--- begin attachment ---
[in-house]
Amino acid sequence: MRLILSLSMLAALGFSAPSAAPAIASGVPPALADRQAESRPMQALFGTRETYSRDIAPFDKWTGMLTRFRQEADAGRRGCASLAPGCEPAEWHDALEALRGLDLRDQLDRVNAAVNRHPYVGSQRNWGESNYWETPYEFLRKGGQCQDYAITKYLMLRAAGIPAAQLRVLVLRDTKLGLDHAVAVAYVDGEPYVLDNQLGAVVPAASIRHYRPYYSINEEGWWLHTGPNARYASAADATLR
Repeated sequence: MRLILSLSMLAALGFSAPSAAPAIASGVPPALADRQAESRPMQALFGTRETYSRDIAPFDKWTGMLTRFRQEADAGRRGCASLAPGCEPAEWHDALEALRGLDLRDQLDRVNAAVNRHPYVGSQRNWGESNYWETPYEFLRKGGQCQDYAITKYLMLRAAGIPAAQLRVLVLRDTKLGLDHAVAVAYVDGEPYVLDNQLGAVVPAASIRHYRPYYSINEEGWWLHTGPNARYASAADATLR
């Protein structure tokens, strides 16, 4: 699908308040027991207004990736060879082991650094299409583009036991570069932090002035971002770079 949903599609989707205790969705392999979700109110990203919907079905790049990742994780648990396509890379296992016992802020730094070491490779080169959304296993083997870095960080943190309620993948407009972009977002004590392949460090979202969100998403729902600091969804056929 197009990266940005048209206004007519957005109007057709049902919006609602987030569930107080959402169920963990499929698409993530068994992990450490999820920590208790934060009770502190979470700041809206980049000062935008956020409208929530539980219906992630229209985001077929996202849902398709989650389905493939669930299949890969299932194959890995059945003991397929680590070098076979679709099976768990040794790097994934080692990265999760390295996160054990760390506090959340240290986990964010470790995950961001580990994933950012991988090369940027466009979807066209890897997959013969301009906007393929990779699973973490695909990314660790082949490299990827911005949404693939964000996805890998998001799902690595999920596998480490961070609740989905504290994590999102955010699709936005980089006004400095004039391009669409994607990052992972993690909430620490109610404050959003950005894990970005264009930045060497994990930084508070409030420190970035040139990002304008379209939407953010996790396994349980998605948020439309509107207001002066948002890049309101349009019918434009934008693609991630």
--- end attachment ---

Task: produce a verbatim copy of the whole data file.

[in-house]
Amino acid sequence: MRLILSLSMLAALGFSAPSAAPAIASGVPPALADRQAESRPMQALFGTRETYSRDIAPFDKWTGMLTRFRQEADAGRRGCASLAPGCEPAEWHDALEALRGLDLRDQLDRVNAAVNRHPYVGSQRNWGESNYWETPYEFLRKGGQCQDYAITKYLMLRAAGIPAAQLRVLVLRDTKLGLDHAVAVAYVDGEPYVLDNQLGAVVPAASIRHYRPYYSINEEGWWLHTGPNARYASAADATLR
Repeated sequence: MRLILSLSMLAALGFSAPSAAPAIASGVPPALADRQAESRPMQALFGTRETYSRDIAPFDKWTGMLTRFRQEADAGRRGCASLAPGCEPAEWHDALEALRGLDLRDQLDRVNAAVNRHPYVGSQRNWGESNYWETPYEFLRKGGQCQDYAITKYLMLRAAGIPAAQLRVLVLRDTKLGLDHAVAVAYVDGEPYVLDNQLGAVVPAASIRHYRPYYSINEEGWWLHTGPNARYASAADATLR
């Protein structure tokens, strides 16, 4: 699908308040027991207004990736060879082991650094299409583009036991570069932090002035971002770079 949903599609989707205790969705392999979700109110990203919907079905790049990742994780648990396509890379296992016992802020730094070491490779080169959304296993083997870095960080943190309620993948407009972009977002004590392949460090979202969100998403729902600091969804056929 197009990266940005048209206004007519957005109007057709049902919006609602987030569930107080959402169920963990499929698409993530068994992990450490999820920590208790934060009770502190979470700041809206980049000062935008956020409208929530539980219906992630229209985001077929996202849902398709989650389905493939669930299949890969299932194959890995059945003991397929680590070098076979679709099976768990040794790097994934080692990265999760390295996160054990760390506090959340240290986990964010470790995950961001580990994933950012991988090369940027466009979807066209890897997959013969301009906007393929990779699973973490695909990314660790082949490299990827911005949404693939964000996805890998998001799902690595999920596998480490961070609740989905504290994590999102955010699709936005980089006004400095004039391009669409994607990052992972993690909430620490109610404050959003950005894990970005264009930045060497994990930084508070409030420190970035040139990002304008379209939407953010996790396994349980998605948020439309509107207001002066948002890049309101349009019918434009934008693609991630």